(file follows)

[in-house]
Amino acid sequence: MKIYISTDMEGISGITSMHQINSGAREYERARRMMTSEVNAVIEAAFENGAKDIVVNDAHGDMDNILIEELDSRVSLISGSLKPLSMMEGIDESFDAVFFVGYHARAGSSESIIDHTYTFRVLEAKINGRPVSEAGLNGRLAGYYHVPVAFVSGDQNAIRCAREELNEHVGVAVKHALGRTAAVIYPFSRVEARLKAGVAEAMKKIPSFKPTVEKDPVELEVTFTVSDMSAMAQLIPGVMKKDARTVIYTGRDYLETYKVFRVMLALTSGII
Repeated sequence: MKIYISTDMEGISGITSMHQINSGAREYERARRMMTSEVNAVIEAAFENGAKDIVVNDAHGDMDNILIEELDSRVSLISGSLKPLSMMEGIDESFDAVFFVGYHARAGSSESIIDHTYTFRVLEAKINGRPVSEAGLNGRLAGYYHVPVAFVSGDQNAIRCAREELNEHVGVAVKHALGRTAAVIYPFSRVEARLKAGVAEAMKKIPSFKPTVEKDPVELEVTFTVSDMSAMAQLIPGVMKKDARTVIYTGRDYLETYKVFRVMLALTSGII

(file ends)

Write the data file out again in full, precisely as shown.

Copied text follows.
[in-house]
Amino acid sequence: MKIYISTDMEGISGITSMHQINSGAREYERARRMMTSEVNAVIEAAFENGAKDIVVNDAHGDMDNILIEELDSRVSLISGSLKPLSMMEGIDESFDAVFFVGYHARAGSSESIIDHTYTFRVLEAKINGRPVSEAGLNGRLAGYYHVPVAFVSGDQNAIRCAREELNEHVGVAVKHALGRTAAVIYPFSRVEARLKAGVAEAMKKIPSFKPTVEKDPVELEVTFTVSDMSAMAQLIPGVMKKDARTVIYTGRDYLETYKVFRVMLALTSGII
Repeated sequence: MKIYISTDMEGISGITSMHQINSGAREYERARRMMTSEVNAVIEAAFENGAKDIVVNDAHGDMDNILIEELDSRVSLISGSLKPLSMMEGIDESFDAVFFVGYHARAGSSESIIDHTYTFRVLEAKINGRPVSEAGLNGRLAGYYHVPVAFVSGDQNAIRCAREELNEHVGVAVKHALGRTAAVIYPFSRVEARLKAGVAEAMKKIPSFKPTVEKDPVELEVTFTVSDMSAMAQLIPGVMKKDARTVIYTGRDYLETYKVFRVMLALTSGII